Browsing Rangeland Ecology & Management, Volume 63, Number 4 (July 2010) by Authors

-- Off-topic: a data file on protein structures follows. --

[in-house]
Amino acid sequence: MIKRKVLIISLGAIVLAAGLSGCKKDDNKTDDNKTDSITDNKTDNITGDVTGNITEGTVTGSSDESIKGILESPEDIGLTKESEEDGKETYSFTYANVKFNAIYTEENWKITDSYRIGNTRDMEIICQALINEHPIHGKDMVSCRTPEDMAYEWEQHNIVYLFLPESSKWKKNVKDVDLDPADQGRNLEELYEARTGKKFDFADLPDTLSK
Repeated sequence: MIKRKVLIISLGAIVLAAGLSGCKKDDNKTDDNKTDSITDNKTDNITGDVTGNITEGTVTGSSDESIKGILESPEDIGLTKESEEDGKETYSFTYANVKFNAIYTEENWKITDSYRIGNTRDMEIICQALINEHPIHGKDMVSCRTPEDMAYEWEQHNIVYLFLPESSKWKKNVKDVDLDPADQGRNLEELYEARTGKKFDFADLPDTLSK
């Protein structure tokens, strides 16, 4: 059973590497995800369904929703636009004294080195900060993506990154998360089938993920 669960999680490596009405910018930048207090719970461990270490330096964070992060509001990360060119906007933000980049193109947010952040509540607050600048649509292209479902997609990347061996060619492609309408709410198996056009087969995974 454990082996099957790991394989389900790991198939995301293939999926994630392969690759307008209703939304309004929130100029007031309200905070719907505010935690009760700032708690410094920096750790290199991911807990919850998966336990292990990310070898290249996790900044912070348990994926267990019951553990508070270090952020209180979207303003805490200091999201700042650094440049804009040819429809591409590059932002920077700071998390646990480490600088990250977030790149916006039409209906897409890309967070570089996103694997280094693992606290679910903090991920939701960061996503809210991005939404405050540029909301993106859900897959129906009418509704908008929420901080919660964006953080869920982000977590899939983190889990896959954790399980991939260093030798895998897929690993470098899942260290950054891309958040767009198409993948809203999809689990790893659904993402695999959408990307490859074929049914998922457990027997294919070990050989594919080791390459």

Hydrologic Response to Mechanical Shredding in a Juniper WoodlandCline, Nathan L.; Roundy, Bruce A.; Pierson, Fredrick B.; Kormos, Patrick; Williams, C. Jason (Society for Range Management, 2010-07-01)We investigated soil compaction and hydrologic responses from mechanically shredding Utah juniper (Juniperus ostesperma [Torr.] Little) to control fuels in a sagebrush/bunchgrass plant community (Artemisia nova A. Nelson, Artemisia tridentata Nutt. subsp. wyomingensis Beetle Young/Pseudoroegneria spicata [Pursh] A. Löve, Poa secunda J. Presl) on a gravelly loam soil with a 15% slope in the Onaqui Mountains of Utah. Rain simulations were applied on 0.5-m2 runoff plots at 64 mm h-1 (dry run: soil initially dry) and 102 mm h-1 (wet run: soil initially wet). Runoff and sediment were collected from runoff plots placed in five blocks, each containing four microsites (juniper mound, shrub mound, vegetation-free or bare interspace, and grass interspace) with undisturbed or tracked treatments for each microsite type and a residue-covered treatment for grass and bare interspace microsites. Soil penetration resistance was measured at the hill slope scale, and canopy and ground cover were measured at the hill slope and runoff plot scale. Although shredding trees at a density of 453 trees ha-1 reduced perennial foliar cover by 20.5%, shredded tree residue covered 40% of the ground surface and reduced non-foliar-covered bare ground and rock by 17%. Tire tracks from the shredding operation covered 15% of the hill slope and increased penetration resistance. For the wet run, infiltration rates of grass interspaces were significantly decreased (39.8 vs. 66.1 mm h-1) by tire tracks, but infiltration rates on juniper mounds and bare interspaces were unchanged. Bare interspace plots covered with residue had significantly higher infiltration rates (81.9 vs. 26.7 mm h-1) and lower sediment yields (38.6 vs. 313 g m-2) than those without residue. Because hydrologic responses to treatments are site- and scale-dependent, determination of shredding effects on other sites and at hill slope or larger scales will best guide management actions.